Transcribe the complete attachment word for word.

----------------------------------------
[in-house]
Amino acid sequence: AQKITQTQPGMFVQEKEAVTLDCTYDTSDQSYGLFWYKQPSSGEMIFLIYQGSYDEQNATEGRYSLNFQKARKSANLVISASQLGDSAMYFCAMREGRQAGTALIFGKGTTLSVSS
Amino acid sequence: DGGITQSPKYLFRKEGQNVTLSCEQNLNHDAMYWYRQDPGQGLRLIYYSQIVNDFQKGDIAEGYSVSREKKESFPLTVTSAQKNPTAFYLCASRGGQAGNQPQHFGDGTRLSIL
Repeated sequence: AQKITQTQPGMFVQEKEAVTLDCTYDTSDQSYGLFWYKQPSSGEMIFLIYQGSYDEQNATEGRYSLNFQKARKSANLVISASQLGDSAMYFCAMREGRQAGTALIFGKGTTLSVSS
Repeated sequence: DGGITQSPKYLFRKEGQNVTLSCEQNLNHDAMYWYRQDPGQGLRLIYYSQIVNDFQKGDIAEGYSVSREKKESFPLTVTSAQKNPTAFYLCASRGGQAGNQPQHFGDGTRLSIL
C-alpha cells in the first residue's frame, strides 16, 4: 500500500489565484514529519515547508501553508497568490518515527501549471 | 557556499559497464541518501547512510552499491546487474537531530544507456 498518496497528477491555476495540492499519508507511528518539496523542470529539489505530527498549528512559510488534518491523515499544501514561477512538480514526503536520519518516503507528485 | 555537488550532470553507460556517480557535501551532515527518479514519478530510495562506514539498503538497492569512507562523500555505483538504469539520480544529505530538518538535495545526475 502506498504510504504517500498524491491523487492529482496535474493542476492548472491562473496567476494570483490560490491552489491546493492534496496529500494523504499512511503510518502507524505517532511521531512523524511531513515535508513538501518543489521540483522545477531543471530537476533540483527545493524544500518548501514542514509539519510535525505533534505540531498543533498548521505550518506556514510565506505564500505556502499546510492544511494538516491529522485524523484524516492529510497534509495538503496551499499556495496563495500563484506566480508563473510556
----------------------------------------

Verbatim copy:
[in-house]
Amino acid sequence: AQKITQTQPGMFVQEKEAVTLDCTYDTSDQSYGLFWYKQPSSGEMIFLIYQGSYDEQNATEGRYSLNFQKARKSANLVISASQLGDSAMYFCAMREGRQAGTALIFGKGTTLSVSS
Amino acid sequence: DGGITQSPKYLFRKEGQNVTLSCEQNLNHDAMYWYRQDPGQGLRLIYYSQIVNDFQKGDIAEGYSVSREKKESFPLTVTSAQKNPTAFYLCASRGGQAGNQPQHFGDGTRLSIL
Repeated sequence: AQKITQTQPGMFVQEKEAVTLDCTYDTSDQSYGLFWYKQPSSGEMIFLIYQGSYDEQNATEGRYSLNFQKARKSANLVISASQLGDSAMYFCAMREGRQAGTALIFGKGTTLSVSS
Repeated sequence: DGGITQSPKYLFRKEGQNVTLSCEQNLNHDAMYWYRQDPGQGLRLIYYSQIVNDFQKGDIAEGYSVSREKKESFPLTVTSAQKNPTAFYLCASRGGQAGNQPQHFGDGTRLSIL
C-alpha cells in the first residue's frame, strides 16, 4: 500500500489565484514529519515547508501553508497568490518515527501549471 | 557556499559497464541518501547512510552499491546487474537531530544507456 498518496497528477491555476495540492499519508507511528518539496523542470529539489505530527498549528512559510488534518491523515499544501514561477512538480514526503536520519518516503507528485 | 555537488550532470553507460556517480557535501551532515527518479514519478530510495562506514539498503538497492569512507562523500555505483538504469539520480544529505530538518538535495545526475 502506498504510504504517500498524491491523487492529482496535474493542476492548472491562473496567476494570483490560490491552489491546493492534496496529500494523504499512511503510518502507524505517532511521531512523524511531513515535508513538501518543489521540483522545477531543471530537476533540483527545493524544500518548501514542514509539519510535525505533534505540531498543533498548521505550518506556514510565506505564500505556502499546510492544511494538516491529522485524523484524516492529510497534509495538503496551499499556495496563495500563484506566480508563473510556